Thursday, 10 March 2011

2000ad Prog 1724. Flesh Is Back!

Review of 2000AD Prog 1724 (released 9th of March 2011) Finally Flesh is here and I’ve been anxious to sink my teeth into it since the teaser image popped up in the Prog a month or so ago. Read on to see if was worth the excitement and you can see the full wraparound cover by clicking on the image below.

This is easily one of the strongest 2000ad covers of the year so far. I think come December I’ll be doing a best of year countdown and I’m sure this will be one of the first covers to come to mind. Liam Sharp is definitely channelling a bit of an Adam Hughes vibe here, everything is masterfully rendered with brilliant lighting and texture from top to bottom, however it’s the little design touches that make it really special. The white outlining around the central character make him really stand out, but keeping it thin and blending it with the background at the bottom of the piece stops if from being garish.

Dredd: Served Cold part seven
Deller makes his move, gate crashing the party of crime lord Elrod Ryder. Dredd shows up just as as Deller is about to deliver the finishing blow.

More amazing neo-noir style art by John Higgins and colourist Sally Hurst, plenty of action and things are set up for Dredd to finally get some screen time. This has been a solid storyline, a tad lengthy but I’m hooked for finale next issue.

Shakara: Avenger part eleven
Shakara crash lands on overlord Brennekas base planet after being brought down by the enemy armada. Knowing he is cornered Shakara activates a weapon known as the world engine.

This story has been full of big sci-fi ideas and great action set pieces. This time around we have a weapon that tunnels to the centre of a planets core triggering terraformation and the eventual destruction of the planet. Seeing that weapon in action is pretty much all there is to this week’s instalment, we already have an idea of where this is all going but as long as each week is explosive as the that last you’ll hear no complaints from me.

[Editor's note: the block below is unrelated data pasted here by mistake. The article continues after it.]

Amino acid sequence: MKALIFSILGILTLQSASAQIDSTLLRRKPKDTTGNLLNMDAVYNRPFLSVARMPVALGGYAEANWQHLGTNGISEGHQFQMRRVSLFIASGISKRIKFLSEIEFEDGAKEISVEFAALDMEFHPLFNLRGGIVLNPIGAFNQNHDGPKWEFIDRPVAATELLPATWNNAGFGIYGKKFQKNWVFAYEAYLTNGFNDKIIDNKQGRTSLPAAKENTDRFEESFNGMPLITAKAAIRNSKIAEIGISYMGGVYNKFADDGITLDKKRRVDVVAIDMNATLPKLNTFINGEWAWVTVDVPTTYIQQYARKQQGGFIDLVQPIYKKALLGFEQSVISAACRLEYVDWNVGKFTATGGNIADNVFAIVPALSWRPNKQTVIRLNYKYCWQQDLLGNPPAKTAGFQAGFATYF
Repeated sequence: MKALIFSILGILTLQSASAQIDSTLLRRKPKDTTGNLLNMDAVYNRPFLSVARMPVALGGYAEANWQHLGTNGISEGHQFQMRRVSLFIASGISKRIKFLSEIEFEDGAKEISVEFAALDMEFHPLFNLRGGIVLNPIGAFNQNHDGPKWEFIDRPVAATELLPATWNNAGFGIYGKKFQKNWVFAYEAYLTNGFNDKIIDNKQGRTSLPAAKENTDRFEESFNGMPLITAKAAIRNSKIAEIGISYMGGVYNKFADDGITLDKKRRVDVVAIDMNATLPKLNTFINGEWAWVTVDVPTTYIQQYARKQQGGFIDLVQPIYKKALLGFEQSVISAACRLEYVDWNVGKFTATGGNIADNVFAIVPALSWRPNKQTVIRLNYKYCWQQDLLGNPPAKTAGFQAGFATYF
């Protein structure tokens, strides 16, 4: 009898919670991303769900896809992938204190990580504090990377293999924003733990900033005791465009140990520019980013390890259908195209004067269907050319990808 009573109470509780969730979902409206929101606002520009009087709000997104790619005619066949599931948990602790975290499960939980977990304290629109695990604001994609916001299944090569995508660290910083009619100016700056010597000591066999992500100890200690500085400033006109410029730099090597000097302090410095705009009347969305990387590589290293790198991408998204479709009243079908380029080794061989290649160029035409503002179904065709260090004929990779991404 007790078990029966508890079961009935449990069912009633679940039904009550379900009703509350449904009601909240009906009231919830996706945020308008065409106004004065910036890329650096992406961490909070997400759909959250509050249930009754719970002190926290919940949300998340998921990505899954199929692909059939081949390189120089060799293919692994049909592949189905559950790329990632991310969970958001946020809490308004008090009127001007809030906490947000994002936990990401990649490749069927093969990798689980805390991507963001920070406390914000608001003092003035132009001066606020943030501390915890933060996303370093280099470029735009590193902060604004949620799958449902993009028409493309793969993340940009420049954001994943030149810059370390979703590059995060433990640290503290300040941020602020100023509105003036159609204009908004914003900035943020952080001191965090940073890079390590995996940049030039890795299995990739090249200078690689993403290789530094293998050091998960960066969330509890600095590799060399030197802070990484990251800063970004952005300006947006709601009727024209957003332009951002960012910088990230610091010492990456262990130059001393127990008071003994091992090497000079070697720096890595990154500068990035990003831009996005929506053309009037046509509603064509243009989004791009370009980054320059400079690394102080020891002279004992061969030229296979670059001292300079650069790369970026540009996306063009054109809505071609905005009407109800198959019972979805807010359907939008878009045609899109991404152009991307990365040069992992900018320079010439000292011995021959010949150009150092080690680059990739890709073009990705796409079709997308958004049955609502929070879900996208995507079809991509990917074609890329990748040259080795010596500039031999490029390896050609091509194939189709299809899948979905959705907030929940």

Flesh: Texas part one
By the 23rd century most organic livestock is extinct, mankind if reliant on synthesised food. In a bid to farm real meat, Trans-Time sends its employees back to the Cretaceous period the hunt, kill and butcher dinosaurs. After base threes destruction by the T-Rex’ Old One Eye’, a new team has been brought in to move the surviving dinosaurs to a new base in Texas.  

The new team gets introduced, one gets eaten by a dinosaur, and basically those who haven’t read the original series are being brought up to speed. The execution wasn’t great, but the set up itself is so fun and distinctively 2000AD that it’s bound to be a blast when things get going proper. New comer artists James McKay handpicked the legendary Pat Mills gives us one great two page splash and some very distinctive if safe character designs. I can definitely see some Cam Kennedy  and Carlos Esquerza influences in his very strong line work. Like with the story I’m expecting big things but haven’t been blown away from the get-go. Perhaps his style being the complete polar opposite to the cover illustration effected my enjoyment?


Time Twisters: The Time Crystal
 A young man looking for some income so he can ask his girlfriend to marry him joins up with a gang stealing time crystals from a city on the verge of nuclear destruction frozen in time.

With only 4 pages to work with its a shame there wasn’t more space to talk about the frozen city which seems to me to be by far the most interesting aspect of this story to me. The twist was pretty predictable and contrived but made for a very touching scene where the girlfriend visits the man who is trapped in time. Before he can reach out to her she has already grown old and passed away. I question the editor’s choice to run this story alongside Flesh as both James McKay and Nick Dyer both not only have heavy Cam Kennedy influenced art styles but also work in black and white. I think when just one story is black and white per Prog it stands out a lot better.

Kingdom: His Master’s Voice part eleven
Gene agrees with General Hurlocker that the war on the Them is of upmost importance, but denies his ability to lead such a war, questioning his sanity.

Gene the Hackman like Shakara started out as nothing more than a badass who spoke the odd catchphrase but has grown to become an immensely likable and sympathetic character. Gene lecturing Hurlocker on fighting smart (using your head muscles) before killing him with a surprise attack was a great twist and really nails home this character development.

Overall a great issue and with three stroylines coming to thier conclusion next issue I can't wait for next Wednesday and to find out what will be in the new line up.